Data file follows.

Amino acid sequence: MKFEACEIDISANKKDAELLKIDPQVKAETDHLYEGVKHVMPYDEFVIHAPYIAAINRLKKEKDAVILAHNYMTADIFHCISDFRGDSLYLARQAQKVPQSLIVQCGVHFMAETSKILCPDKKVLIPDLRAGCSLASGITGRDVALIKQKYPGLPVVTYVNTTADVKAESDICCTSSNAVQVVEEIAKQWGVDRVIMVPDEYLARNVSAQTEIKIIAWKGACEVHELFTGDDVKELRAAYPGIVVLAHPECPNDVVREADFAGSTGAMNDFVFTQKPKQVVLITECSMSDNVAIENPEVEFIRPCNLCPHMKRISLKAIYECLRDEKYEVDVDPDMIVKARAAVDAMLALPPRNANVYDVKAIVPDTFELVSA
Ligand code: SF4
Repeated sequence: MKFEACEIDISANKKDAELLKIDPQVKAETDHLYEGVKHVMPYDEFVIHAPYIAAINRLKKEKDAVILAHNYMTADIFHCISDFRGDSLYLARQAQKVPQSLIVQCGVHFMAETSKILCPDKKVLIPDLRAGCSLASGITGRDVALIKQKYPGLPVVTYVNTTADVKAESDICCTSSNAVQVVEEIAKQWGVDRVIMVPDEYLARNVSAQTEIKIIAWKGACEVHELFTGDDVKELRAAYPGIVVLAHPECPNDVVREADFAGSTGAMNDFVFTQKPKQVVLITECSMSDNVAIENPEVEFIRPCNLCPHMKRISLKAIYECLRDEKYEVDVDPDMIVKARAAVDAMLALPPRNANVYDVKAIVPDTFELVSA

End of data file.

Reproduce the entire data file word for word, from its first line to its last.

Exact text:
Amino acid sequence: MKFEACEIDISANKKDAELLKIDPQVKAETDHLYEGVKHVMPYDEFVIHAPYIAAINRLKKEKDAVILAHNYMTADIFHCISDFRGDSLYLARQAQKVPQSLIVQCGVHFMAETSKILCPDKKVLIPDLRAGCSLASGITGRDVALIKQKYPGLPVVTYVNTTADVKAESDICCTSSNAVQVVEEIAKQWGVDRVIMVPDEYLARNVSAQTEIKIIAWKGACEVHELFTGDDVKELRAAYPGIVVLAHPECPNDVVREADFAGSTGAMNDFVFTQKPKQVVLITECSMSDNVAIENPEVEFIRPCNLCPHMKRISLKAIYECLRDEKYEVDVDPDMIVKARAAVDAMLALPPRNANVYDVKAIVPDTFELVSA
Ligand code: SF4
Repeated sequence: MKFEACEIDISANKKDAELLKIDPQVKAETDHLYEGVKHVMPYDEFVIHAPYIAAINRLKKEKDAVILAHNYMTADIFHCISDFRGDSLYLARQAQKVPQSLIVQCGVHFMAETSKILCPDKKVLIPDLRAGCSLASGITGRDVALIKQKYPGLPVVTYVNTTADVKAESDICCTSSNAVQVVEEIAKQWGVDRVIMVPDEYLARNVSAQTEIKIIAWKGACEVHELFTGDDVKELRAAYPGIVVLAHPECPNDVVREADFAGSTGAMNDFVFTQKPKQVVLITECSMSDNVAIENPEVEFIRPCNLCPHMKRISLKAIYECLRDEKYEVDVDPDMIVKARAAVDAMLALPPRNANVYDVKAIVPDTFELVSA